By Sarah L. Rasmusson
WEnews staff writer
Sunday, April 30, 2000
The recent coverage of a woman general's sexual harassment complaint typify the problem: Women in the military make news in sex scandals, but are often ignored as leaders, experts and commentators.
The recent news coverage of Lieutenant General Claudia J. Kennedy, the first female three-star general in the Army, is typical of what type of media coverage women in the military receive, according to a recent study.
Kennedy was most recently in the news on March 30 after she made public an allegation of sexual harassment against one of her peers. Within days, her reputation was on the line as well and just as quickly restored--all on the nation's front pages.
A recent computerized search indicated that Kennedy's charges and the counter-charges were repeated in nearly 300 major news stories around the world.
In contrast, during the two years before the allegation, Kennedy's name was mentioned 323 times by major news outlets, usually in the context of a possible political career and often as part of a list of other notablewomen.
It is this imbalance in news coverage-lots of stories about sexual harassment, fraternization and adultery--that gives the public a distortedperception of exactly how many women are in the military, what kind of jobs they do and what the critical issues are, says a recent report issued by Women, Men & Media.
"Military Women in the TV News Spotlight," examined a decade of majornetwork coverage of military news and it found that women were prominentin those stories that discussed sexual issues but not otherwise.
The study, conducted by Andrew Tyndall and Aleksandra Scepanovi, stated thatduring the past 10 years women were 14 percent of all enlisted troops butaccount for twice that many sound bites in network news broadcasts.
Of the top five military news stories of the decade, three were the Tailhookgroup rape, the Aberdeen rape scandal and the debate over the combat rolefor women.
"Civilians have grown more accustomed to gender integration of the workforce, have become tolerant of diverse sexual orientations, have little truck with sexual harassment, believe that adultery is a private affair, andexpect institutions of higher education to be coeducational," Tyndall'sstudy said. "To the extent that the military takes a contrary view of thesematters--or scandals make it seem that some in the military do--thatdifference is newsworthy and it is the job of Pentagon correspondents toexplain it to their civilian audience."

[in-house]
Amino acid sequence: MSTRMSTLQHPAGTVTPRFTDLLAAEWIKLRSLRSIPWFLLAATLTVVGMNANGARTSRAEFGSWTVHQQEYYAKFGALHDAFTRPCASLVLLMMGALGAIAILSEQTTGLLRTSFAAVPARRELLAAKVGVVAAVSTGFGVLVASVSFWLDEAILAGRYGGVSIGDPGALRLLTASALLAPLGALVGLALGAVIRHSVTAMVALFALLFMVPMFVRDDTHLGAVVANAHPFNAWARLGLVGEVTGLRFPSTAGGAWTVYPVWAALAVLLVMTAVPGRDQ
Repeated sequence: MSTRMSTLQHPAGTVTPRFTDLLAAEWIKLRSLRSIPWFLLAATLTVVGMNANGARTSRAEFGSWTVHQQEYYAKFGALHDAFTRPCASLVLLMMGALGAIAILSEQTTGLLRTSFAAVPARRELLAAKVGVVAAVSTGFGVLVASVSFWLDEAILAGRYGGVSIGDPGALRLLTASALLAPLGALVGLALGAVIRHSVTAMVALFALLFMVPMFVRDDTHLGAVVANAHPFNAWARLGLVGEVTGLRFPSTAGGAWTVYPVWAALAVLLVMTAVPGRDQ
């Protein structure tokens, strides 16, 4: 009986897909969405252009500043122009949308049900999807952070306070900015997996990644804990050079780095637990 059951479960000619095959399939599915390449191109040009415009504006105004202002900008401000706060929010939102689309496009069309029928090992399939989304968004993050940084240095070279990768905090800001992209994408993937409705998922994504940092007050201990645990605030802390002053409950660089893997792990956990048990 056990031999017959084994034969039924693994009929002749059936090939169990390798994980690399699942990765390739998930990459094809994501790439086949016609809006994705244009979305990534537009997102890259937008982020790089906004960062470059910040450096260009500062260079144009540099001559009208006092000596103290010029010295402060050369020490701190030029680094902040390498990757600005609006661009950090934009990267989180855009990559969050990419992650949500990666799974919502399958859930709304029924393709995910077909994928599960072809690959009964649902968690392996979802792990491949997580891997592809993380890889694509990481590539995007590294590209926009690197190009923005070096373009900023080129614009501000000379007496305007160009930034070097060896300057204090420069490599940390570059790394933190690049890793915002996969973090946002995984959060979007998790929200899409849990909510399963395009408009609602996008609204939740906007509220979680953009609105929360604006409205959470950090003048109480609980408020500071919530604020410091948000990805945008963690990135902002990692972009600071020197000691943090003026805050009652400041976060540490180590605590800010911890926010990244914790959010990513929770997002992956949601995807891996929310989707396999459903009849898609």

Tyndall said it is this gap between civilian and military values, not thegender gap, that drives press coverage and popular opinion of the military.
Tyndall added, "Military women have the potential to make headlines as longas the military's sexual mores and attitudes towards gender are differentfrom those of society at large."
Tyndall's study also indicated that in the coverage of the Gulf War, theexperts and politicians quoted about the war were almost never women. Thewomen who were quoted were almost inevitably ordinary citizens without poweror expertise.
"The Battle Front was for men and the Home Front was for women," he said.
Former Congresswomen Patricia Schroeder, once the head of the House Armed Services Committee, agreed with the Tyndall findings.
"I find the worst part of the survey is that networks almost never use women experts in the military as commentators or talking heads. So women can fight but they can't talk?" she asked rhetorically.
Journalist and author Stephanie Gutmann also discussed press coverage of women in the military in her new book "The Kinder, Gentler Military: CanAmerica's Gender-Neutral Fighting Force Still Win Wars?"
But she takes a very different view. She is not worried about the image of women being distorted, but is concerned that the military has gotten bad press in general, in part because of all the stories involving women.
"The military has gotten very bad press," she said. "The image of the pillaging male just keeps getting brought up." She claims that coverage ofsex harassment at Tailhook and the rape at Aberdeen Proving Grounds wereunwarranted witch hunts.
She believes that all the news stories reflect social pressure on the military to become more women friendly. Her book, which is dedicated to her father and his army stories, claims "policies driven by political correctness are weakening our armed forces and threatening our nationalsecurity."
"I don't think having women on ships pregnant into their fifth month is a good policy," said Gutmann. "And gender-mixed boot camps lead to increased fraternization." She also claims that the physical fitness standards werelowered to permit more women to enter.
For Gutmann, it boils down to biology. "I really believe there is a basic sex difference with regard to aggression," she said. "Young men at 18 are a little more interested in blowing things up and killing. And you want people like that."
Gutmann admits however, "There are some contradictions," between the studyand her book. On the one hand, she claims the military is engaged in a social experiment to achieve gender neutrality. On the other hand, sheacknowledges that the military might need personnel.
Tyndall replies that political correctness has nothing to do with the military's recruitment and treatment of women.
"Unless it returns to the draft," said Tyndall, "the military needs womenlining up. My argument to Gutmann would be the problem of the lack of aprepared military is a non-issue."
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